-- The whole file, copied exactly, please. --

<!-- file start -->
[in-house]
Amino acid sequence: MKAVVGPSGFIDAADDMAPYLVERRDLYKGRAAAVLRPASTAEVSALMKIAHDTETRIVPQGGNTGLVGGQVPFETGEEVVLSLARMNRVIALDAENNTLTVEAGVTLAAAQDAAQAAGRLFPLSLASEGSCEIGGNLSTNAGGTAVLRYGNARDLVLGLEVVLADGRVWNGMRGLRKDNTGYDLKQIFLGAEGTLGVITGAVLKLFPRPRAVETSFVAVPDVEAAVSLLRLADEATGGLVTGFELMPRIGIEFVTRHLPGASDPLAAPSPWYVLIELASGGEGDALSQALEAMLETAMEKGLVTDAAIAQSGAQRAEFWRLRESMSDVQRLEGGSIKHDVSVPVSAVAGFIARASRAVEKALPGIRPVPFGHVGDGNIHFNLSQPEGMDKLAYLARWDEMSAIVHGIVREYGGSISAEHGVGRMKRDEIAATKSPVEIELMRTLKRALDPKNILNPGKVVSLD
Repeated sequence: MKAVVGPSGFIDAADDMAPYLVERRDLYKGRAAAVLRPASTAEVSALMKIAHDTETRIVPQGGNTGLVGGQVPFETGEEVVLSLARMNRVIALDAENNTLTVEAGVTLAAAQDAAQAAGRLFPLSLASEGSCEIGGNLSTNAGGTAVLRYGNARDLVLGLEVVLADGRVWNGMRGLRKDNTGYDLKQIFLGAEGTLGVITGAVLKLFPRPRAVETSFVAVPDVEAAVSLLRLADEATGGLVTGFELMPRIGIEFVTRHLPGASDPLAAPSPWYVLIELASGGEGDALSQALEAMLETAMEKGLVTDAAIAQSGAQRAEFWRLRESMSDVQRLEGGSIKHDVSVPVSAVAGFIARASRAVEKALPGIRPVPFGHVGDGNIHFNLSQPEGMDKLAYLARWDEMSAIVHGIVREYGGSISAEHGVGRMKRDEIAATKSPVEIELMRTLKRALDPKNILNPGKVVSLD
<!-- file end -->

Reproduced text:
[in-house]
Amino acid sequence: MKAVVGPSGFIDAADDMAPYLVERRDLYKGRAAAVLRPASTAEVSALMKIAHDTETRIVPQGGNTGLVGGQVPFETGEEVVLSLARMNRVIALDAENNTLTVEAGVTLAAAQDAAQAAGRLFPLSLASEGSCEIGGNLSTNAGGTAVLRYGNARDLVLGLEVVLADGRVWNGMRGLRKDNTGYDLKQIFLGAEGTLGVITGAVLKLFPRPRAVETSFVAVPDVEAAVSLLRLADEATGGLVTGFELMPRIGIEFVTRHLPGASDPLAAPSPWYVLIELASGGEGDALSQALEAMLETAMEKGLVTDAAIAQSGAQRAEFWRLRESMSDVQRLEGGSIKHDVSVPVSAVAGFIARASRAVEKALPGIRPVPFGHVGDGNIHFNLSQPEGMDKLAYLARWDEMSAIVHGIVREYGGSISAEHGVGRMKRDEIAATKSPVEIELMRTLKRALDPKNILNPGKVVSLD
Repeated sequence: MKAVVGPSGFIDAADDMAPYLVERRDLYKGRAAAVLRPASTAEVSALMKIAHDTETRIVPQGGNTGLVGGQVPFETGEEVVLSLARMNRVIALDAENNTLTVEAGVTLAAAQDAAQAAGRLFPLSLASEGSCEIGGNLSTNAGGTAVLRYGNARDLVLGLEVVLADGRVWNGMRGLRKDNTGYDLKQIFLGAEGTLGVITGAVLKLFPRPRAVETSFVAVPDVEAAVSLLRLADEATGGLVTGFELMPRIGIEFVTRHLPGASDPLAAPSPWYVLIELASGGEGDALSQALEAMLETAMEKGLVTDAAIAQSGAQRAEFWRLRESMSDVQRLEGGSIKHDVSVPVSAVAGFIARASRAVEKALPGIRPVPFGHVGDGNIHFNLSQPEGMDKLAYLARWDEMSAIVHGIVREYGGSISAEHGVGRMKRDEIAATKSPVEIELMRTLKRALDPKNILNPGKVVSLD